Watch CBS News

South Bay officials keep close eye on Guadalupe River as storms approach

Flood Watch: South Bay officials warily eye Guadalupe River as storms arrive
Flood Watch: South Bay officials warily eye Guadalupe River as storms arrive 02:33

SAN JOSE -- In the South Bay, Saturday's rainfall stayed relatively light but heavier rain was predicted for Sunday and local officials are keeping a close watch on the river levels through San Jose.

Like a lot of people in her San Jose neighborhood, Jennifer S. keeps a close eye on the water level marks on the Alma Street bridge over the Guadalupe River.

"Usually when we have a large storm it gets up to about fourteen," she said.  "Seventeen feet is when we have to move out."

Jennifer had to evacuate her mother back in 1996. Since then it's only gotten close.  Still, she took pictures of how swollen the river got two weeks ago in the last big storm.

"If it doesn't rain for days and days, then we're OK," she said. "If it rains a long time then the river rises too fast!"

That's a concern of the county as well, said Santa Clara County Emergency Management PIO Kia Xiong. 

"The storm has already brought in a lot of rain from that February 4 storm," she said. "Soils are saturated."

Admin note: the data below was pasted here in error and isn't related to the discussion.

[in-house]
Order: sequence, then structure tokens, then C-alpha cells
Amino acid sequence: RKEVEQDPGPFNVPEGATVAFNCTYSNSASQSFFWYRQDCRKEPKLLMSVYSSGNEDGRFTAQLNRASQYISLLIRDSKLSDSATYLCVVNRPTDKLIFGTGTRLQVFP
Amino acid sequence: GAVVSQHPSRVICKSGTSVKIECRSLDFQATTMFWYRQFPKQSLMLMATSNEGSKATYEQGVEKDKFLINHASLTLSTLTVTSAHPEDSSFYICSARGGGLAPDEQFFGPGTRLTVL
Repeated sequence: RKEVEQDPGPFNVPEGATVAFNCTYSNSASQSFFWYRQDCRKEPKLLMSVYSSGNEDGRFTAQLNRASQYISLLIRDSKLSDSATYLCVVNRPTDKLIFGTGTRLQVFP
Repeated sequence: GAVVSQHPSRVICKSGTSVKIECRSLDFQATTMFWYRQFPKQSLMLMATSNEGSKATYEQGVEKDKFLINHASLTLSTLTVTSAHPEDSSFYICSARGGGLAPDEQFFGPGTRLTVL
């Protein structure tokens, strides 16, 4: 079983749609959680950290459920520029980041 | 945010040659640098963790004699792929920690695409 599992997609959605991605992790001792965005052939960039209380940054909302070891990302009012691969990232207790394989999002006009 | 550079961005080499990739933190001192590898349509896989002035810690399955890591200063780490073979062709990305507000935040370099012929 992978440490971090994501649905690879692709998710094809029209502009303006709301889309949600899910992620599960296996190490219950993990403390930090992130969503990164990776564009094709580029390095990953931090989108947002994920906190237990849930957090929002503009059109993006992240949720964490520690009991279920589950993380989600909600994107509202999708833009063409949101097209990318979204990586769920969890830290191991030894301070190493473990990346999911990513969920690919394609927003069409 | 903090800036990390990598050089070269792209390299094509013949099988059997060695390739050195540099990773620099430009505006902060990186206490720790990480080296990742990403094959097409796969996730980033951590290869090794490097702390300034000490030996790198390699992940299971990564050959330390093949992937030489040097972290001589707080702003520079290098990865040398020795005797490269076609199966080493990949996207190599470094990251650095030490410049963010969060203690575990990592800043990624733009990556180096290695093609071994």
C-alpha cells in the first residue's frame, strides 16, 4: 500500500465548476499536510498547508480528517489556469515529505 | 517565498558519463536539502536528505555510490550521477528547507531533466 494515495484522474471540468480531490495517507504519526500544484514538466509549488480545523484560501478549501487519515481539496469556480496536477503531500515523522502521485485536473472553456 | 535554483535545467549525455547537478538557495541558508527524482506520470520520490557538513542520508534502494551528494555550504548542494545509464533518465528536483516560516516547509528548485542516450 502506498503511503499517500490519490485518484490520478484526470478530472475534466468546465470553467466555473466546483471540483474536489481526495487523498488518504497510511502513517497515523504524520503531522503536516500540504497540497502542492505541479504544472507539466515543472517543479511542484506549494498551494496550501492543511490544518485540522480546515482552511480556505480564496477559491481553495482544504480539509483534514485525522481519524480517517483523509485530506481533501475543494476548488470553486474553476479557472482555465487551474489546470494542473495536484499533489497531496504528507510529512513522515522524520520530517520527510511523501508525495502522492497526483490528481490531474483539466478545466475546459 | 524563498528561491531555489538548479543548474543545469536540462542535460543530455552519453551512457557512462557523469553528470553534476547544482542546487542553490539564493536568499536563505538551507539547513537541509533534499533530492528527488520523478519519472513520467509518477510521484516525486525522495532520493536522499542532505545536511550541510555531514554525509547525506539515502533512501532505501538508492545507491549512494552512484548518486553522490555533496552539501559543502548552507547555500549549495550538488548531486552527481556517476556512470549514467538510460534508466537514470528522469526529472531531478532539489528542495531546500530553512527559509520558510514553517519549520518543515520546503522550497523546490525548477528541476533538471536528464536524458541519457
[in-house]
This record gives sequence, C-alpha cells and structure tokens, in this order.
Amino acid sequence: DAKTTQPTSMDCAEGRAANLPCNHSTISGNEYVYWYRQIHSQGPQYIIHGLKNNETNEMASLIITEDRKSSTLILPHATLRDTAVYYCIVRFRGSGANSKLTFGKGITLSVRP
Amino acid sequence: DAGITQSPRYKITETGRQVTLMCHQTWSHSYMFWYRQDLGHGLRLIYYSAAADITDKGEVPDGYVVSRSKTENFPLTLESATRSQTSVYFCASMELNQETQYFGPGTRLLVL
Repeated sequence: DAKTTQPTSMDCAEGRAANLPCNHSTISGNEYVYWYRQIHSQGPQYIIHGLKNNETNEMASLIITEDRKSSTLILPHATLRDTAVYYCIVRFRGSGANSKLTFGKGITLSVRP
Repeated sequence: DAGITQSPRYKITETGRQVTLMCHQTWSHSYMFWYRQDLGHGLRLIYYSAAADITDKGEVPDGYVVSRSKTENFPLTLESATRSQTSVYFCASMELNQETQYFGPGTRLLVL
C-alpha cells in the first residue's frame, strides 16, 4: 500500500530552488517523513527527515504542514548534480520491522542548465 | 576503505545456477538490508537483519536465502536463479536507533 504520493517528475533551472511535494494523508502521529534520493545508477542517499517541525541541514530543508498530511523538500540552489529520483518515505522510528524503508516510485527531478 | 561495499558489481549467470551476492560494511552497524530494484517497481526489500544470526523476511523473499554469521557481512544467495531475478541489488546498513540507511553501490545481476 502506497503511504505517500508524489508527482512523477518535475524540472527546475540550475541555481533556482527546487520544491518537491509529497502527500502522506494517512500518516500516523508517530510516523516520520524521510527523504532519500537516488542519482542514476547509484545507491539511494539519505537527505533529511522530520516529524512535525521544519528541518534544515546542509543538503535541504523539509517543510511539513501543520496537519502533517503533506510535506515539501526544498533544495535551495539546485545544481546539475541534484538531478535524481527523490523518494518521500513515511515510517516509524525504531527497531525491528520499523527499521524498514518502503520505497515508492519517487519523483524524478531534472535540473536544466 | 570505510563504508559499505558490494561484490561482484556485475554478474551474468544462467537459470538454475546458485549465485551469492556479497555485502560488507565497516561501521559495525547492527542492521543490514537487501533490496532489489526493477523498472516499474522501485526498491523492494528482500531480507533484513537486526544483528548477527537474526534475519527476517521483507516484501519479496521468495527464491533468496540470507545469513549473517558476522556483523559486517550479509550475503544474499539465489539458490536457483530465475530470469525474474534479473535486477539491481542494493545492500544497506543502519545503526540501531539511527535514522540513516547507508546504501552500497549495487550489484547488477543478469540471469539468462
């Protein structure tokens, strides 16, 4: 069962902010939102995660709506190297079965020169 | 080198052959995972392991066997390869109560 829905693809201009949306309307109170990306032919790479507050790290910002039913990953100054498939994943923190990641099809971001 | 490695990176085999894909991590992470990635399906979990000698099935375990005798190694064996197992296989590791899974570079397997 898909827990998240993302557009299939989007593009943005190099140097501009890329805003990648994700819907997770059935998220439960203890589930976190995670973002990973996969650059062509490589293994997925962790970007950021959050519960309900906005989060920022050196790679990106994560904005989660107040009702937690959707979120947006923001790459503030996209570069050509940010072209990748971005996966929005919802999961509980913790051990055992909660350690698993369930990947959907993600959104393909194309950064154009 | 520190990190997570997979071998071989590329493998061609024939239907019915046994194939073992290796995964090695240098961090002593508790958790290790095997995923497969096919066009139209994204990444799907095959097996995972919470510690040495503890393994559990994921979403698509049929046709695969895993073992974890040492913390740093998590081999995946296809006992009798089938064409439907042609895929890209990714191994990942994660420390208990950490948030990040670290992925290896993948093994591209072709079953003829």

KPIX First Alert Weather: Current conditions, alerts, maps for your area

The Guadalupe River gets runoff from the Santa Cruz mountain watershed and, when the land can't absorb the water, the river can rise quickly as it runs through San Jose.

"We're not expecting it to flood," Xiong said. "But we, again, want to make sure that the public is aware that this could potentially occur because of the saturation within the soils in our county."

The river bed is often a place where homeless people gather, so Xiong said the county has worked to evacuate them and has opened warming centers during the storm. With forcasts that Sunday's storm could last several days, officials weren't taking any chances. The entire Bay Area had been included in a flood watch.

Jeanne Vadeboncoeur, who lives close to the river, said that, over time, she's learned to be calm about the dire predictions.

"In all the years I've been watching, as of yet, it's never reached the 'projected,'" Vadeboncoeur said.  "You end up being more worried about what's coming.  When it's actually happening, even when it's at its worst, it doesn't seem that bad.  So, I think the worry is really more anticipation about what could happen.  

But it's the things that could happen that officials must plan for and they're hoping that, like Jennifer, people will take the message seriously.

"When it does rain real hard then we are concerned, yes," she said.

WEBLINK: Santa Clara County warming centers open to the public

View CBS News In
CBS News App Open
Chrome Safari Continue
Be the first to know
Get browser notifications for breaking news, live events, and exclusive reporting.